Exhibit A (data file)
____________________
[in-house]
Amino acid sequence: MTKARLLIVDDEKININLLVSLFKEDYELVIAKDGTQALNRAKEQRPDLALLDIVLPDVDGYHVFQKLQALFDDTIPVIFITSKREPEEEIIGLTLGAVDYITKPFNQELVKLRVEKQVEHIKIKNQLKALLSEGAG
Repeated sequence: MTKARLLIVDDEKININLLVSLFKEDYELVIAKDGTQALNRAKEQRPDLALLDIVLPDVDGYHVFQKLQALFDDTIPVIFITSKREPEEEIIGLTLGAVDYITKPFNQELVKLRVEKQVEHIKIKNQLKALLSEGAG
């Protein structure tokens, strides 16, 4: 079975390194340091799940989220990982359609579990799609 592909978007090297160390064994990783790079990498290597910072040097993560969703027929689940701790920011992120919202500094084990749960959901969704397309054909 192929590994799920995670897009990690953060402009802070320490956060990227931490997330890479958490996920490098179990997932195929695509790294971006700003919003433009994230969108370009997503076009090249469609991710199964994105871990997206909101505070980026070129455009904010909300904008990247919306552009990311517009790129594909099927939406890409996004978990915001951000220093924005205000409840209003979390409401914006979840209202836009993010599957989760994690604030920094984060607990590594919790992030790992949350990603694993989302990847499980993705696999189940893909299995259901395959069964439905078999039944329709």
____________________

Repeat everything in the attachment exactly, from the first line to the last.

[in-house]
Amino acid sequence: MTKARLLIVDDEKININLLVSLFKEDYELVIAKDGTQALNRAKEQRPDLALLDIVLPDVDGYHVFQKLQALFDDTIPVIFITSKREPEEEIIGLTLGAVDYITKPFNQELVKLRVEKQVEHIKIKNQLKALLSEGAG
Repeated sequence: MTKARLLIVDDEKININLLVSLFKEDYELVIAKDGTQALNRAKEQRPDLALLDIVLPDVDGYHVFQKLQALFDDTIPVIFITSKREPEEEIIGLTLGAVDYITKPFNQELVKLRVEKQVEHIKIKNQLKALLSEGAG
């Protein structure tokens, strides 16, 4: 079975390194340091799940989220990982359609579990799609 592909978007090297160390064994990783790079990498290597910072040097993560969703027929689940701790920011992120919202500094084990749960959901969704397309054909 192929590994799920995670897009990690953060402009802070320490956060990227931490997330890479958490996920490098179990997932195929695509790294971006700003919003433009994230969108370009997503076009090249469609991710199964994105871990997206909101505070980026070129455009904010909300904008990247919306552009990311517009790129594909099927939406890409996004978990915001951000220093924005205000409840209003979390409401914006979840209202836009993010599957989760994690604030920094984060607990590594919790992030790992949350990603694993989302990847499980993705696999189940893909299995259901395959069964439905078999039944329709």